Skip to main content

The Supreme Court and Immigration Arizona v. United States

The Supreme Court issued its decision in Arizona v. United States, in a resounding defeat for the anti-immigration movement, the Court affirmatively stated that three of the four provisions in question are PREEMPTED by Federal law, and most importantly that the show me your papers provision must be NARROWLY construed and enforced in order for it to remain constitutional, essentially inviting further challenges should there be any hint of racial profiling in its enforcement.

In order to enforce a show me your papers provisions, the State would have to check the immigration status of EVERY person, in EVERY stop, for EVERY crime, EVERY time. Short of doing this, racial profiling will occur, since there could be NO legitimate way to determine someones immigration status. Especially since the Supreme Court struck down the provision that that barred the Arizona from stopping people because they had a reasonable cause to believe they were undocumented. This is a KEY part of the HB 87, Section 8, so we have much to celebrate. Because Section 8 has a key provision requiring police to check of the immigration status of anyone the have reasonable cause to believe is undocumented. Section 8 cannot be enforced without this provision being removed and the police checking the immigration status of EVERYONE they stop and/or arrest.

Further, because Section 7 of the Georgia's HB 87, dealing with harboring and trafficking, was NOT part of the Supreme Court case in Arizona, we remain confident that the Court of Appeals will uphold the District Court and strike down this section of HB 87. The bottom line? This is a terrific decision, a HUGE blow to the anti-immigration movement and the likes of Kris Kobach and his ilk who wrote the Arizona law and helped Rep. Matt Ramsey write Georgia's HB 87.

Let me end with a quote from Justice Kennedy's decision today:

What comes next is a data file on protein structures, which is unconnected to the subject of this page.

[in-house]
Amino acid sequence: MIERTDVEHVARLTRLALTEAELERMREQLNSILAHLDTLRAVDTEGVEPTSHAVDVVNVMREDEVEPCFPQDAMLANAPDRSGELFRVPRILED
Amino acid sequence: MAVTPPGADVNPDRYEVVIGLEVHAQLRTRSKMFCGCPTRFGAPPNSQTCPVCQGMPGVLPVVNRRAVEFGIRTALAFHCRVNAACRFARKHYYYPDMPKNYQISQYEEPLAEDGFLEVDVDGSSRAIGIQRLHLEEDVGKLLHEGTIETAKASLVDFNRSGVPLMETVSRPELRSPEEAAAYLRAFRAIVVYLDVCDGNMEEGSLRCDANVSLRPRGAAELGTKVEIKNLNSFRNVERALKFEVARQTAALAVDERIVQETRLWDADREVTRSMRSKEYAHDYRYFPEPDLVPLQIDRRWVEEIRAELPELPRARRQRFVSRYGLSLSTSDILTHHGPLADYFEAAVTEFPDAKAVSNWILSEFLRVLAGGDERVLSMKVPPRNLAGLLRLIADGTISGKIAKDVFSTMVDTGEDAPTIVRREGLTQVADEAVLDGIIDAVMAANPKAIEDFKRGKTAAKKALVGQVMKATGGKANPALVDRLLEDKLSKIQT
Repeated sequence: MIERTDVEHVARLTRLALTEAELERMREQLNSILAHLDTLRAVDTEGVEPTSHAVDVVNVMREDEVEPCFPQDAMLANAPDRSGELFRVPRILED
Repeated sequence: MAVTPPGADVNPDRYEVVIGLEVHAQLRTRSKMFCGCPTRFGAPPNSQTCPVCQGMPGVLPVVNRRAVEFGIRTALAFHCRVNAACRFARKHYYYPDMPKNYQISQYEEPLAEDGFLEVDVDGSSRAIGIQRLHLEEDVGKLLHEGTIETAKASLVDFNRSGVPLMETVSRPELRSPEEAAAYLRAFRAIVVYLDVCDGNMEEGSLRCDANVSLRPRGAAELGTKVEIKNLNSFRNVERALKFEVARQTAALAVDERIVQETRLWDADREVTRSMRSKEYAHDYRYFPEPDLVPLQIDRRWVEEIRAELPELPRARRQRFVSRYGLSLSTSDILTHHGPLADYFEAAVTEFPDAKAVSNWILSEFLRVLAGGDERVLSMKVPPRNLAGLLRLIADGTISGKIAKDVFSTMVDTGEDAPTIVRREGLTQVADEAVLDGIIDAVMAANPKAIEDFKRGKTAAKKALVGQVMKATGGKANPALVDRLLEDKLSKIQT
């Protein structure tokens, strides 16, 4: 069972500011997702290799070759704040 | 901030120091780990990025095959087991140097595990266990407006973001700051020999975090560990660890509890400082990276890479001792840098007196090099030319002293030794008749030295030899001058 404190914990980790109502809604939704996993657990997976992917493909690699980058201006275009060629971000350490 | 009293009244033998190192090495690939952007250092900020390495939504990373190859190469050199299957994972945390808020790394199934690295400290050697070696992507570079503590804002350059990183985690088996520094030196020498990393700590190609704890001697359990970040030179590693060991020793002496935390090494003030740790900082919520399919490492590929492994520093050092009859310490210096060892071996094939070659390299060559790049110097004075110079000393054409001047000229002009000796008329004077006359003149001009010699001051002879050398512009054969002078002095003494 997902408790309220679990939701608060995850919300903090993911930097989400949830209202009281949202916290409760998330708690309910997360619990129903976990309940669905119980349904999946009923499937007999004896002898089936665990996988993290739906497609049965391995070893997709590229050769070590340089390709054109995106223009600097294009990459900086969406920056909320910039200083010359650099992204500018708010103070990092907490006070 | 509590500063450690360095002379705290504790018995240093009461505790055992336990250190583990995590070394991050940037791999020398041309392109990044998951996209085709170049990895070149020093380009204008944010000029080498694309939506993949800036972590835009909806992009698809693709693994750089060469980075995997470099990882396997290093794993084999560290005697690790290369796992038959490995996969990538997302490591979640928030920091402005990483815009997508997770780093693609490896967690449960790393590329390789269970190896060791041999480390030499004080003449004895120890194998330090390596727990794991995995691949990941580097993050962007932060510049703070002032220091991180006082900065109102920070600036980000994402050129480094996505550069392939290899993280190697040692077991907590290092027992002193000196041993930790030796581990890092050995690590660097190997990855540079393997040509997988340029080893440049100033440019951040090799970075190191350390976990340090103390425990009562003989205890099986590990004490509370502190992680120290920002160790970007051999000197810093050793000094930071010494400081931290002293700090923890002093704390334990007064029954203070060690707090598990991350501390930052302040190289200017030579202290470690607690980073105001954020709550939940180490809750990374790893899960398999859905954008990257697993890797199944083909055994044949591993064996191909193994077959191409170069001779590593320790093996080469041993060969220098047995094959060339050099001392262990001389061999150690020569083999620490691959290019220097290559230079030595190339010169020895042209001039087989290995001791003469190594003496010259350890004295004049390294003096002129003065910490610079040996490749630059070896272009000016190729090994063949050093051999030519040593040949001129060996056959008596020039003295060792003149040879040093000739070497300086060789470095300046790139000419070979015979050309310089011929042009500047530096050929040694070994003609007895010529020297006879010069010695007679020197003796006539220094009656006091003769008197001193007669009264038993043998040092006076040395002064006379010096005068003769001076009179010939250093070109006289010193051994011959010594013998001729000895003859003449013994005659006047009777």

The United States has established that §§3, 5(C), and 6
of S. B. 1070 are preempted. It was improper, however, to
enjoin §2(B) before the state courts had an opportunity to
construe it and without some showing that enforcement of
the provision in fact conflicts with federal immigration law
and its objectives.


Popular posts from this blog

If You Are An Immigrant (even a US Citizen), Here Are 9 Things You Should Know

Are you a Naturalized U.S. Citizen, Lawful Permanent Resident, Visa Holder, or an Undocumented Immigrant? We recommend you take the following steps to protect yourself in our current version of America.
The last couple of weeks have reminded immigrants, even naturalized U.S. citizens, that they were not born in the United States. Our office has received countless phone calls, emails, and social media messages from people worrying about what their family’s future in the United States holds.
Most people want to know what they can do now to protect themselves from what promises to be a wave of anti-immigration activity by the federal government. Trump's Executive Order on Interior Enforcement has some provisions that should make most Americans shiver.  We recommend the following actions for each of the following groups:
Naturalized U.S. citizens. In particular if you have a foreign accent, and you are traveling within 100 miles of any US Border (including the oceans), we strongly rec…

Why is USCIS Taking So Long to Renew DACA Work Permits?

If the calls to our office are any indicator, there are thousands of DACA recipients whose work permit applications were filed at least three months prior to expiration, who are still waiting for their renewed work permits.  Without renewed permits, these individuals lose the right to work legally, the right to drive, and may once again accrue unlawful presence.

The DHS published a notice in October 2014 advising DACA recipients that they could file their request for extension up to 150 days (5 months) prior to expiration.  As with all things government, very few of the DACA recipients, who tend not to frequent government websites, knew about the memo and many did not file so far before expiration perhaps thinking that extending a work permit was a like extending a drivers license, its is done in a few minutes.  As an experienced immigration lawyer will tell you, the USCIS does nothing quickly, and certainly does not worry that a person may lose their job or their driver's licens…


Todas las personas en los Estados Unidos, incluidos los extranjeros y aun los con ordenes de deportacion, tienen ciertos derechos básicos que deben ser respetados por los agentes de Inmigración y Aduanas (ICE). Estos derechos se derivan tanto de la Constitución de los Estados Unidos. y las leyes de Estados Unidos. Como extranjero, usted tiene los siguientes derechos:

Usted tiene el derecho de negar la entrada a un agente de ICE a su casa sin una orden válida. Esta orden debe ser firmado por un juez. Usted puede negarse a abrir la puerta, o se puede cerrar la puerta después de descubrir que el agente no tiene una orden válida. Los agentes del ICE generalmente no vienen con una orden judicial. Estos agentes suelen venir a la casa de alguien con una orden final de deportación, muy temprano en la mañana. Si alguien está golpeando en su puerta a las 6:00 am, no le es requerido abrir la puerta. Mirar fuera de primera. Si es un agente del gobierno, ust…